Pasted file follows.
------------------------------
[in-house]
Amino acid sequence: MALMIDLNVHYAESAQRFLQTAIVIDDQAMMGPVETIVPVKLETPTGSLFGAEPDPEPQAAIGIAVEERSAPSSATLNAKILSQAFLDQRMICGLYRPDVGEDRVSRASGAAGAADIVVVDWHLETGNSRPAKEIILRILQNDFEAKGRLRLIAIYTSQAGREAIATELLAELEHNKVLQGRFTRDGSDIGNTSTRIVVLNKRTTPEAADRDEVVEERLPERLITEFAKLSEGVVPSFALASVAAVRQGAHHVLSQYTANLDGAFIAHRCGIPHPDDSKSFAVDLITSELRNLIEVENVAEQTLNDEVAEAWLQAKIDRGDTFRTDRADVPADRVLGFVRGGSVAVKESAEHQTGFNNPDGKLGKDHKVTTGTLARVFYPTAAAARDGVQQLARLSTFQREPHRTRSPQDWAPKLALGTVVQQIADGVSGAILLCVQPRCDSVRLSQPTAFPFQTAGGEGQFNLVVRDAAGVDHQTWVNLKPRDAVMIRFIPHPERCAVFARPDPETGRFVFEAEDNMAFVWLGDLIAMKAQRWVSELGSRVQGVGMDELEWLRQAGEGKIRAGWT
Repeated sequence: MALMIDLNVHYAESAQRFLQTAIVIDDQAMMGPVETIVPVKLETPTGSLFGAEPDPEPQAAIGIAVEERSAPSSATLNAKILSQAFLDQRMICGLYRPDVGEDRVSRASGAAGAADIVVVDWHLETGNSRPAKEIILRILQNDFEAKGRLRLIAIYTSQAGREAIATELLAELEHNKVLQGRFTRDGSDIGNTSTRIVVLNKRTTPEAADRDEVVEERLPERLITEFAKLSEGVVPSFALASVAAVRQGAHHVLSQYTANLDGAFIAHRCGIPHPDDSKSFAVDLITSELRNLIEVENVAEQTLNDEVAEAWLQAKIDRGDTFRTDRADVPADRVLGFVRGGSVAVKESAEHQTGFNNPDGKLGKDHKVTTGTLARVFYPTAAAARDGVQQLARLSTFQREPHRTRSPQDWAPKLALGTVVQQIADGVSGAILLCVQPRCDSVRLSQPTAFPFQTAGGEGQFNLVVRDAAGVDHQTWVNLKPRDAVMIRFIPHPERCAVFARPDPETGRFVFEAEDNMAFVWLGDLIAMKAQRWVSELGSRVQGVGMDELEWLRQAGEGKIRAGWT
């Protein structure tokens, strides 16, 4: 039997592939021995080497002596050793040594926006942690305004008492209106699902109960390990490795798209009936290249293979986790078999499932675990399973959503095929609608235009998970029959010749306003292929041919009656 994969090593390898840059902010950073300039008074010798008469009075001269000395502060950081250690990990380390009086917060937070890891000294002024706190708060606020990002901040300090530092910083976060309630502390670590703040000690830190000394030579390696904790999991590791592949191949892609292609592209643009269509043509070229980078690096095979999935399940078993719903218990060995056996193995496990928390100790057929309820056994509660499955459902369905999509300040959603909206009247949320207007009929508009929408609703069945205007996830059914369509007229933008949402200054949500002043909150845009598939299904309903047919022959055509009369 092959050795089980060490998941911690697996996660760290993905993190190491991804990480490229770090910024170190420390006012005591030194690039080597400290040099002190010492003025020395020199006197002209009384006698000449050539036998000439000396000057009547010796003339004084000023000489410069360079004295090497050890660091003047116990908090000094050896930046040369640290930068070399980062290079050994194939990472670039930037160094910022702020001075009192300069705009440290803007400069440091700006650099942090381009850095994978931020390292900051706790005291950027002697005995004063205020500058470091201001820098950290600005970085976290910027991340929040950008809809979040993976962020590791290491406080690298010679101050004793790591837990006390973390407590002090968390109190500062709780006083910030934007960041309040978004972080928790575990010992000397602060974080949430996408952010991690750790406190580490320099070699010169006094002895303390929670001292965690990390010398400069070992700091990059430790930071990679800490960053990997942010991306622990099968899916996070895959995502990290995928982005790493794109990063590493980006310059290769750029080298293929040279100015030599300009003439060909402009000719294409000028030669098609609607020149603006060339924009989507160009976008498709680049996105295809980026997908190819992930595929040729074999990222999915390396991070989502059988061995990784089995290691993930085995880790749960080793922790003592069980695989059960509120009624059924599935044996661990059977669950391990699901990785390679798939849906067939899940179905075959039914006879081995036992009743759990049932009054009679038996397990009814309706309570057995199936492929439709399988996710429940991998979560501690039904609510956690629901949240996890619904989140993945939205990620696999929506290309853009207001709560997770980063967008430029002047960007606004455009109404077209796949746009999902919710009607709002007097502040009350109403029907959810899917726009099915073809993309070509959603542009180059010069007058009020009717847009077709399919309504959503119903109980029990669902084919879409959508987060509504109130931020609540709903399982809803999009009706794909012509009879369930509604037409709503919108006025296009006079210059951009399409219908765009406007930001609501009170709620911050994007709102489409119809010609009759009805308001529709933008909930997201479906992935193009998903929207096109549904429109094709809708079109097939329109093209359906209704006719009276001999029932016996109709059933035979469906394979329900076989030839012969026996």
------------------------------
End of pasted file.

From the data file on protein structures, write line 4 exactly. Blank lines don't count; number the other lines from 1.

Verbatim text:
């Protein structure tokens, strides 16, 4: 039997592939021995080497002596050793040594926006942690305004008492209106699902109960390990490795798209009936290249293979986790078999499932675990399973959503095929609608235009998970029959010749306003292929041919009656 994969090593390898840059902010950073300039008074010798008469009075001269000395502060950081250690990990380390009086917060937070890891000294002024706190708060606020990002901040300090530092910083976060309630502390670590703040000690830190000394030579390696904790999991590791592949191949892609292609592209643009269509043509070229980078690096095979999935399940078993719903218990060995056996193995496990928390100790057929309820056994509660499955459902369905999509300040959603909206009247949320207007009929508009929408609703069945205007996830059914369509007229933008949402200054949500002043909150845009598939299904309903047919022959055509009369 092959050795089980060490998941911690697996996660760290993905993190190491991804990480490229770090910024170190420390006012005591030194690039080597400290040099002190010492003025020395020199006197002209009384006698000449050539036998000439000396000057009547010796003339004084000023000489410069360079004295090497050890660091003047116990908090000094050896930046040369640290930068070399980062290079050994194939990472670039930037160094910022702020001075009192300069705009440290803007400069440091700006650099942090381009850095994978931020390292900051706790005291950027002697005995004063205020500058470091201001820098950290600005970085976290910027991340929040950008809809979040993976962020590791290491406080690298010679101050004793790591837990006390973390407590002090968390109190500062709780006083910030934007960041309040978004972080928790575990010992000397602060974080949430996408952010991690750790406190580490320099070699010169006094002895303390929670001292965690990390010398400069070992700091990059430790930071990679800490960053990997942010991306622990099968899916996070895959995502990290995928982005790493794109990063590493980006310059290769750029080298293929040279100015030599300009003439060909402009000719294409000028030669098609609607020149603006060339924009989507160009976008498709680049996105295809980026997908190819992930595929040729074999990222999915390396991070989502059988061995990784089995290691993930085995880790749960080793922790003592069980695989059960509120009624059924599935044996661990059977669950391990699901990785390679798939849906067939899940179905075959039914006879081995036992009743759990049932009054009679038996397990009814309706309570057995199936492929439709399988996710429940991998979560501690039904609510956690629901949240996890619904989140993945939205990620696999929506290309853009207001709560997770980063967008430029002047960007606004455009109404077209796949746009999902919710009607709002007097502040009350109403029907959810899917726009099915073809993309070509959603542009180059010069007058009020009717847009077709399919309504959503119903109980029990669902084919879409959508987060509504109130931020609540709903399982809803999009009706794909012509009879369930509604037409709503919108006025296009006079210059951009399409219908765009406007930001609501009170709620911050994007709102489409119809010609009759009805308001529709933008909930997201479906992935193009998903929207096109549904429109094709809708079109097939329109093209359906209704006719009276001999029932016996109709059933035979469906394979329900076989030839012969026996």